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[Phys-L] simple models of QM wavefunctions, using interactive animated computer graphics and otherwise

On 03/10/2013 10:02 AM, Daniel V. Schroeder wrote:

Can anyone out there help me understand why there aren't more
educational physics "applets" written in HTML5/JavaScript?

I recently increased the number of such things by a little bit.

For example, with help from Bruce Sherwood and others, I cobbled up
some javascript to model and visualize a certain category of waves
on a string ... including running waves as well as standing waves
... with emphasis on the kind of wave that exhibit a /whirling/
motion and thereby provide an excellent model for the complex
wavefunctions that we see in quantum mechanics.

You can see this here:

The models are interactive in the sense that you can rotate them using
the mouse. By looking at them from different angles, you get a clearer
picture of the three-dimensional situation ... the abscissa of the
wavefunction is one dimensional (real space) and the ordinate is two
dimensional (an abstract complex number). The models are also animated,
so including the time dimension you're really getting a four-dimensional

The computer models have some pedagogical value by themselves, but they
also serve as hints about experiments you can do with a real, physical

This connects to our recent discussion of the Bohr atom and its pedagogical
value or lack thereof. As the saying goes,
Learning proceeds from the known to the unknown.
The goal is to use waves to explain the nature of atoms. The first step
is to make sure the students understand plain old classical waves. This
is not something they were born knowing. Quantum mechanical waves are
verrrry similar to classical waves, so similar that sometimes I forget
there is a difference. The main difference is that the ordinate of the
QM wave is a complex number ... but even that can be well modeled by the
whirling motion of the rope, and by at least two different kinds of
computer-aided visualizations.

You can't rely on any *single* classical model system to faithfully capture
all of QM, but there are various models that capture various pieces, and
if you collect enough models and leverage them against each other you can
do quite well.

Seriously: Students can learn a lot about QM in a couple of hours playing
with waves on a rope and waves in a tub of water ... lots more than they
could learn in a week of fussing with the Bohr model. However, this needs
to be /guided/ inquiry, with an emphasis on the *GUIDED* because otherwise
they would have no idea what to look for, and no idea which parts are apt
models of the QM behavior and which are not.


Turning now from the physics to the pedagogical technology:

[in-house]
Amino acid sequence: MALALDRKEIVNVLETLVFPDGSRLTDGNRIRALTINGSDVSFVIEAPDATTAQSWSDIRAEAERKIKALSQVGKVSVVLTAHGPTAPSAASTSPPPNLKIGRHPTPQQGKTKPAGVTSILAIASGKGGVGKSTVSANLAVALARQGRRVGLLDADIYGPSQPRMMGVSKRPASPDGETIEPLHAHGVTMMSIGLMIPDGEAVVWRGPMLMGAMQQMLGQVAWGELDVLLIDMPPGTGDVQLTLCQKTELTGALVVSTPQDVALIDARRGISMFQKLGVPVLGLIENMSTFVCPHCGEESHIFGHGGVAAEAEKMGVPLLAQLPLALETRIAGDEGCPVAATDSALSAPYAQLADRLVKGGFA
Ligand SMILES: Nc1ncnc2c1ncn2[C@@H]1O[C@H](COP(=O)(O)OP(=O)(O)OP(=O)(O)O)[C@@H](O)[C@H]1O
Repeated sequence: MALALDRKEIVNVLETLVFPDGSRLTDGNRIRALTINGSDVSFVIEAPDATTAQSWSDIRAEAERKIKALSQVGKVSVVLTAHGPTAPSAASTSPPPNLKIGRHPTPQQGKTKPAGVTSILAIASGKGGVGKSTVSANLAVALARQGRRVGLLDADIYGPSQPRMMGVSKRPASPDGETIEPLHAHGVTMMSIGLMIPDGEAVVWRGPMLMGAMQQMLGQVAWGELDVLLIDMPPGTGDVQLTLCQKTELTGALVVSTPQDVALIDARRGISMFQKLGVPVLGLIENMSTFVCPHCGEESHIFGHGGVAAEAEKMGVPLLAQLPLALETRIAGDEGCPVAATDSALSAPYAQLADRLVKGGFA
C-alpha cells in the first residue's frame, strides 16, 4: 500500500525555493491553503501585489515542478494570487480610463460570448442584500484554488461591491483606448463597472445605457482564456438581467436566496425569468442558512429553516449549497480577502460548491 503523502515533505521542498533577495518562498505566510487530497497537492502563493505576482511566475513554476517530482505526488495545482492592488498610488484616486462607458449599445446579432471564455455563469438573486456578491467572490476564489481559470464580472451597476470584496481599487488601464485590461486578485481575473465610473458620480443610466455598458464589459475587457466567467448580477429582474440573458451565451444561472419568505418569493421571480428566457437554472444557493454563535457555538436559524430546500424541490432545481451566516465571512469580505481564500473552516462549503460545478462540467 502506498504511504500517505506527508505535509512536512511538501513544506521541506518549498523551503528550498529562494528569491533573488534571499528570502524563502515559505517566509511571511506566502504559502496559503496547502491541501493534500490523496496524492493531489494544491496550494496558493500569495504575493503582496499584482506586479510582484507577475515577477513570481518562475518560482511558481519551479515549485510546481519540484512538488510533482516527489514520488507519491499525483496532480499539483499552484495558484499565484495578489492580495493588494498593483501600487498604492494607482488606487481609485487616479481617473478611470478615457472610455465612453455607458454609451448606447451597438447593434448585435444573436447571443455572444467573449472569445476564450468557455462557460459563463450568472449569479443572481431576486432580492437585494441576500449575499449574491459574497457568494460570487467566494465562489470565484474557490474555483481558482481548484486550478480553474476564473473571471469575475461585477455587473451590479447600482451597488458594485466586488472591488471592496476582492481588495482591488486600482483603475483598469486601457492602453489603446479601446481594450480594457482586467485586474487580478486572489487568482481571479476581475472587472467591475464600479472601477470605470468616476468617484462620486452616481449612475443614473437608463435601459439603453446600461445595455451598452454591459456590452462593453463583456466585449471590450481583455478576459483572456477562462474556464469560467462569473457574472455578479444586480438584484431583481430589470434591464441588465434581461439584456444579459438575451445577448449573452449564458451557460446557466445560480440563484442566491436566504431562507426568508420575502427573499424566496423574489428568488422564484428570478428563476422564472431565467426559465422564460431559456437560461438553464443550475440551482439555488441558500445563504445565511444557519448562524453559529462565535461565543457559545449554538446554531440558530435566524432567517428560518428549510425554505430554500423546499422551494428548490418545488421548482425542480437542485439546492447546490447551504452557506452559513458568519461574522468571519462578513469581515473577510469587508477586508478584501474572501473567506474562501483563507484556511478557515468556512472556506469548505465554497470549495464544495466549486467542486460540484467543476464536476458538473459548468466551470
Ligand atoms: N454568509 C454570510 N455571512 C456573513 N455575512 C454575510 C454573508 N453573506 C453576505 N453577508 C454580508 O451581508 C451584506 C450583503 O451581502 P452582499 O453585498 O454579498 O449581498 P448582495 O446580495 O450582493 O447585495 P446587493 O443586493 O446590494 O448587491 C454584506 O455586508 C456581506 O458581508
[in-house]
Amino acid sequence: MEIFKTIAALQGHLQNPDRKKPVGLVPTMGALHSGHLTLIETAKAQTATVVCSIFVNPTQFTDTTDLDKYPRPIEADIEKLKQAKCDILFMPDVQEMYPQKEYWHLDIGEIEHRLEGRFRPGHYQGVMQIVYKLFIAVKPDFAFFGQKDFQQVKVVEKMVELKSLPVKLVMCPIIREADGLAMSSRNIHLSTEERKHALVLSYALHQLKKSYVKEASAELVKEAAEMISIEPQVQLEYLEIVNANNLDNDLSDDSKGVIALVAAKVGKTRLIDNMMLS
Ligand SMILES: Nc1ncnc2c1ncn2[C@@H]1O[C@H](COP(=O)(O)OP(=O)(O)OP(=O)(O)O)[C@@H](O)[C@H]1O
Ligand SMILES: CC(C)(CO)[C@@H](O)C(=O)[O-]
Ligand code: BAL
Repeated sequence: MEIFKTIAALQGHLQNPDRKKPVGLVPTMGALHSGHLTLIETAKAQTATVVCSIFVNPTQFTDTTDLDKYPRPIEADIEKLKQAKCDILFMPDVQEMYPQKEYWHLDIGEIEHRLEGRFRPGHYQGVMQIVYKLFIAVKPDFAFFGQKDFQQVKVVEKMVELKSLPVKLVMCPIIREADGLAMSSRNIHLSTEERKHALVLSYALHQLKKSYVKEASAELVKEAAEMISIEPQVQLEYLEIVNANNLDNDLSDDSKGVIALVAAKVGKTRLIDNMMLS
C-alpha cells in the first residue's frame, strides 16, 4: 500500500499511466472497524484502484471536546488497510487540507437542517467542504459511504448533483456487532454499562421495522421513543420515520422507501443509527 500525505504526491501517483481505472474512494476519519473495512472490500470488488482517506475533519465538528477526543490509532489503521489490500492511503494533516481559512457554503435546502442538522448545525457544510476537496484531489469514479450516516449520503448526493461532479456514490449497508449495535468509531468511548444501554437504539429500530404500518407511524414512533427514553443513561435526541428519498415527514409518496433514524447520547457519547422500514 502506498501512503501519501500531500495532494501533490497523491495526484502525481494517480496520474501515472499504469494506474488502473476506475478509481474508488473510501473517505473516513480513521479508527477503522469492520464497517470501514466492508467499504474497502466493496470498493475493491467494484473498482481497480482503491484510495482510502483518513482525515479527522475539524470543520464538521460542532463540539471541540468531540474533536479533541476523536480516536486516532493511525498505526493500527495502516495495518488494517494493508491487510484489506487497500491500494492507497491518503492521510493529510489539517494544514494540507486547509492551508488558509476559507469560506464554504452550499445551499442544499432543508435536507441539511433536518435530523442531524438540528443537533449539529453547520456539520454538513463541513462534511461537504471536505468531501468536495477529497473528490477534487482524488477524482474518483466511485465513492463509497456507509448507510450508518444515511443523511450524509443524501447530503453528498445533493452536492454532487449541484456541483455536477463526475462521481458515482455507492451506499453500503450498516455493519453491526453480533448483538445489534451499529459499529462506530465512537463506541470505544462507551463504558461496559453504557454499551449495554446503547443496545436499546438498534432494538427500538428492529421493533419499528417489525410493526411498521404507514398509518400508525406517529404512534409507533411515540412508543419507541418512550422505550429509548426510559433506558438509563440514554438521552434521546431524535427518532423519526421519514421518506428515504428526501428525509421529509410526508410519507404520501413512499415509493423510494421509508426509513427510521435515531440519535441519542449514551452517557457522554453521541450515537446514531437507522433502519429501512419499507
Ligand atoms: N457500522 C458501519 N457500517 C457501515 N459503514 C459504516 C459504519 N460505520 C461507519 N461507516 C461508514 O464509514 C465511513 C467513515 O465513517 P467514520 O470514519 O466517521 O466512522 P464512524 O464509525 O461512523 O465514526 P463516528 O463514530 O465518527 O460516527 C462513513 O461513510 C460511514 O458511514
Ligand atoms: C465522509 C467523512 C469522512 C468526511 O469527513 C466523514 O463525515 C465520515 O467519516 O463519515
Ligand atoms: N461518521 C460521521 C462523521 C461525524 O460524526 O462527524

This code uses the "glowscript" library, which has a number of charming
features, but also some less-charming features such as a tendency to crash
people's browsers.

The word "glowscript" is used with at least three different meanings:
a) There is a glowscript /programming language/ and the corresponding
complier. This allows you to talk about vectors and three-dimensional
graphical objects and other things that physicists like.
b) There is a glowscript /IDE/ (interactive development environment)
i.e. a web site where people can write and run simple programs, This
has the advantage of a relatively low barrier to entry, insofar as the
user doesn't need much more than a modern browser and a sufficiently
powerful graphics card and CPU.
c) There is also a glowscript /library/ which is a collection of
javascript routines that are used by the aforementioned compiler.

For present purposes, I have almost no need of (a) or (b). The code for
the QM models is essentially written by hand in javascript ... but it
calls a few powerful routines from the glowscript runtime library. The
only use I have for the compiler is as a source of implicit documentation,
i.e. as a source of hints as to how the runtime routines should be called.


One of the highly touted features of the glowscript language is that it
allows you to write serialized code, without having to deal with all
the asynchronous "callbacks" and event-driven "handlers" that feature
so prominently in the basic javascript architecture.

This sort of serialization is helpful for people who have decades of
experience writing single-threaded code. However, in my experience,
young kids who have never used a computer before don't worry about
such things. They are perfectly happy letting the computer do N
things at once. Kids understand about parallelism. Consider a
football team or even a tug-of-war team. You could adopt a strategy
where people take turns pulling one at a time, but that would be a
losing strategy. It works better if everybody pulls at once.

You do not need to explain this to the kids; the question never